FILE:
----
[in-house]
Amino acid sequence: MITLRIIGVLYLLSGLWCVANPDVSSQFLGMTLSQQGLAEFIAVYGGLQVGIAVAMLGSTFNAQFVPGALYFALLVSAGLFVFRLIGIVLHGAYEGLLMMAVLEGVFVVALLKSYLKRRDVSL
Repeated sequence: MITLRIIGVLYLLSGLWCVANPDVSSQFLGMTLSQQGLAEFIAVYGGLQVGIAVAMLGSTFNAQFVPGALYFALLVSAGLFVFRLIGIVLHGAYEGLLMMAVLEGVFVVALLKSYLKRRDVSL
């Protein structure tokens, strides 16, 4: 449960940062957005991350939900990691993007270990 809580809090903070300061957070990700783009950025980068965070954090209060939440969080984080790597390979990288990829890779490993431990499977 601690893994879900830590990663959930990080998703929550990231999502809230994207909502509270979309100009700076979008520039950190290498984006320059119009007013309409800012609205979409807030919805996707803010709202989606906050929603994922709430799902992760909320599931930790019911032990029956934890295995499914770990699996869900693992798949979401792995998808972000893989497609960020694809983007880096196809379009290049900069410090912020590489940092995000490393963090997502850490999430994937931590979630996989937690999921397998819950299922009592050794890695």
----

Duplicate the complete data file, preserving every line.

[in-house]
Amino acid sequence: MITLRIIGVLYLLSGLWCVANPDVSSQFLGMTLSQQGLAEFIAVYGGLQVGIAVAMLGSTFNAQFVPGALYFALLVSAGLFVFRLIGIVLHGAYEGLLMMAVLEGVFVVALLKSYLKRRDVSL
Repeated sequence: MITLRIIGVLYLLSGLWCVANPDVSSQFLGMTLSQQGLAEFIAVYGGLQVGIAVAMLGSTFNAQFVPGALYFALLVSAGLFVFRLIGIVLHGAYEGLLMMAVLEGVFVVALLKSYLKRRDVSL
């Protein structure tokens, strides 16, 4: 449960940062957005991350939900990691993007270990 809580809090903070300061957070990700783009950025980068965070954090209060939440969080984080790597390979990288990829890779490993431990499977 601690893994879900830590990663959930990080998703929550990231999502809230994207909502509270979309100009700076979008520039950190290498984006320059119009007013309409800012609205979409807030919805996707803010709202989606906050929603994922709430799902992760909320599931930790019911032990029956934890295995499914770990699996869900693992798949979401792995998808972000893989497609960020694809983007880096196809379009290049900069410090912020590489940092995000490393963090997502850490999430994937931590979630996989937690999921397998819950299922009592050794890695």